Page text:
E-Verify Makes its Debate Debut — Plus DorobekINSIDER’s 7 Stories

On GovLoop Insights’ DorobekINSIDER:
  • Did you tune-in to last night's debates? Record numbers of you took to twitter. But career feds were still left in the dark for specifics on what a second-term Obama administration or a Romney-Ryan ticket would actually look like. So how do the career folks prep? Click here for the full recap.
  • Daryl Covey, an experienced service manager with over thirty-eight years of public sector service, brought together federal customer service managers from all lines of business. The group collaboratively generated a collection of customer service “best practices” for government employees. Covey shares his findings and the findings of these experts in his new book, Government Customer Service Standards. Click here for the full recap.
Three debates -- two presidential, one vice presidential. What are the take aways for people who do the business of government? Last night during the debate, Twitter reported there were more than 7 million tweets. We were among them, tweeting using the hashtag #DebateGov searching for topics that are government focused. As always, we’d love to get your thoughts. In general, of course, government management issues aren’t defining issues at debates. It’s unfortunate given that the President of the United States also serves as the CEO-in-chief of one of the largest organizations in the world. Unfortunately, it seems to me, there has been little to provide government workers with an indication about what will come in the four years ahead... in terms of budgets... in terms of policies... in terms of priorities. One of the big frustrations for me has been the fight over budgets has largely -- and, in my mind, cowardly -- avoided discussion about what government should do... and what government shouldn’t do. That has resulted in budget battles but very little consensus about direction. And what typically happens is there is cut by CR where all programs see budget cuts. For years, we have done more with less... and often, it leaves programs underfunded and, by extension, they are troubled before they even get started. Slate highlights what they called “Five Bad Ideas” in the debate. One of them -- E-Verify E-Verify: Mitt Romney is normally very upset about the potential job-killing impact of regulations, except when it comes to the idea of creating new and stricter regulatory supervision of who businesses are hiring! It's easy to see why investing extra resources in hounding potential unauthorized migrants out of jobs would be bad for the migrants and their employers, but high levels of immigration also turns out to boost the wages of native-born American workers, so there's just no reason to do this. There is one debate left. It will focus on foreign policy, and most analysts expect the Libya attacks in Benghazi will be a significant area of discussion. That being said, it is clear that these debates matter. The SEVEN stories that impact your life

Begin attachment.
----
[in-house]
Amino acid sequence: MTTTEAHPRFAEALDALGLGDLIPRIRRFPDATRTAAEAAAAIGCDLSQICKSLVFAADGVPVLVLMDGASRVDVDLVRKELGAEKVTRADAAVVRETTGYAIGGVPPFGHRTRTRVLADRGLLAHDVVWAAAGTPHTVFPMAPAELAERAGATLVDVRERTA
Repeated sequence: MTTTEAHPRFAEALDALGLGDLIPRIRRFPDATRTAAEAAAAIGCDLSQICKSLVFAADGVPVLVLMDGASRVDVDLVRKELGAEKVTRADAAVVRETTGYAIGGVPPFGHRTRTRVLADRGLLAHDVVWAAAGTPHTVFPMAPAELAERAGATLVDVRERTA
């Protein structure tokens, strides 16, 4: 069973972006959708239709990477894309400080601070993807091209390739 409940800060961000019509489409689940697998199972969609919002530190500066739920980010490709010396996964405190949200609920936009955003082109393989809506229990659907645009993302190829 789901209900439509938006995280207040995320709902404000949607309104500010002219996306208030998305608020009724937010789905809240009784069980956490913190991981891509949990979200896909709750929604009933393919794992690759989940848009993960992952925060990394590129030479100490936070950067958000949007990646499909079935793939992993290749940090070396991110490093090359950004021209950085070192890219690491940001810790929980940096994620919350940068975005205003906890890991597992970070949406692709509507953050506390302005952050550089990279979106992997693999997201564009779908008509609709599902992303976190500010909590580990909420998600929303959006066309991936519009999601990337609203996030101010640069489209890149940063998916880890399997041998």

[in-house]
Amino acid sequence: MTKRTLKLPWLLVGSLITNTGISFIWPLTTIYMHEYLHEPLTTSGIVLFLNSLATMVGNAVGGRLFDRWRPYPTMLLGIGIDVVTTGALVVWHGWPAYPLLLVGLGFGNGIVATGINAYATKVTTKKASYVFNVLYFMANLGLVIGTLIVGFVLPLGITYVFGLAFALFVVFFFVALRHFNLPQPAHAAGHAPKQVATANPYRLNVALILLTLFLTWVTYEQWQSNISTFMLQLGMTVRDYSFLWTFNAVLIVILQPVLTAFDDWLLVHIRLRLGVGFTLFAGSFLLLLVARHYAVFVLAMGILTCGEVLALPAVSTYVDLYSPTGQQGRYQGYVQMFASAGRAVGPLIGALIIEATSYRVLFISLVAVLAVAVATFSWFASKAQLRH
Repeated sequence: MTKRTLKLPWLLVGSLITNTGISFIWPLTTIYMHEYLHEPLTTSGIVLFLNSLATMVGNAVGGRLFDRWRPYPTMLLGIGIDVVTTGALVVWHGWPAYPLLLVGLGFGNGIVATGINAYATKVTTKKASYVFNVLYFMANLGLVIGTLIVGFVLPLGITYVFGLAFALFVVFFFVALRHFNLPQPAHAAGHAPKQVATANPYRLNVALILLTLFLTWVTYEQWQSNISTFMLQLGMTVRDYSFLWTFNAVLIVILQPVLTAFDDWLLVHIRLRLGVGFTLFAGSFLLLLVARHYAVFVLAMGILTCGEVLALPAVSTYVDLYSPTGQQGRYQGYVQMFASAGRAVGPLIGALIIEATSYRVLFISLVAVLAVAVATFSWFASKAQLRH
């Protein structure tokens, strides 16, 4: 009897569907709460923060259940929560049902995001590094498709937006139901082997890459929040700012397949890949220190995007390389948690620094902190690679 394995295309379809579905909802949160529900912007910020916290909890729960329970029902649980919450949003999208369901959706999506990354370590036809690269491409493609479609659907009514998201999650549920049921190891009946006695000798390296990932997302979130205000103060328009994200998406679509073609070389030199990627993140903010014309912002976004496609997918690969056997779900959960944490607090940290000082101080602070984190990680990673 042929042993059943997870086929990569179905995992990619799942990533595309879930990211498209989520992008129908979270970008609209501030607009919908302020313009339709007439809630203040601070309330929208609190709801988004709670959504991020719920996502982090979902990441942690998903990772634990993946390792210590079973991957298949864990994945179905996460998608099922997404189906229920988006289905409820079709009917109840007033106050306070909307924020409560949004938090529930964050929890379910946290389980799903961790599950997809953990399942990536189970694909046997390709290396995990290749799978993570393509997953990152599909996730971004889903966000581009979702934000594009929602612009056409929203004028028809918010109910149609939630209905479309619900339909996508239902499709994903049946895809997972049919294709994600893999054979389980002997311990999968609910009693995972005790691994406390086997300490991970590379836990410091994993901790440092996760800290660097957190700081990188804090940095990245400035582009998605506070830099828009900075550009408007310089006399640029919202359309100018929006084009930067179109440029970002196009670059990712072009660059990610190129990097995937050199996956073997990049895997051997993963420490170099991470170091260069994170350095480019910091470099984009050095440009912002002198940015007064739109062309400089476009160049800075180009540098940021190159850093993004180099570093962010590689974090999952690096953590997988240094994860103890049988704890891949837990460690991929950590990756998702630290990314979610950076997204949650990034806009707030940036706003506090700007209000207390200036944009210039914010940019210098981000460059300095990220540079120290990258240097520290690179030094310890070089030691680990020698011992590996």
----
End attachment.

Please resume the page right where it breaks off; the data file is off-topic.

1. For the first time in history the Postal Service hit the borrowing limit. The Wall Street Journal reports the agency hit the $15 billion borrowing limit September deadline from the U.S. Treasury for the first time in its history, leaving the agency with only the revenue it takes in from selling stamps, shipping and other services to cover its operating costs.
  2. Sen. Tom Coburn, (R-Okla.), this week released his annual Wastebook report, which identified more than $18 billion in federal costs he said were wasteful this year, Federal Times reported. "Washington priorities are backwards," Coburn said in the introduction to his report. "This is why important programs go bankrupt while outdated and outlandish projects continue to be funded."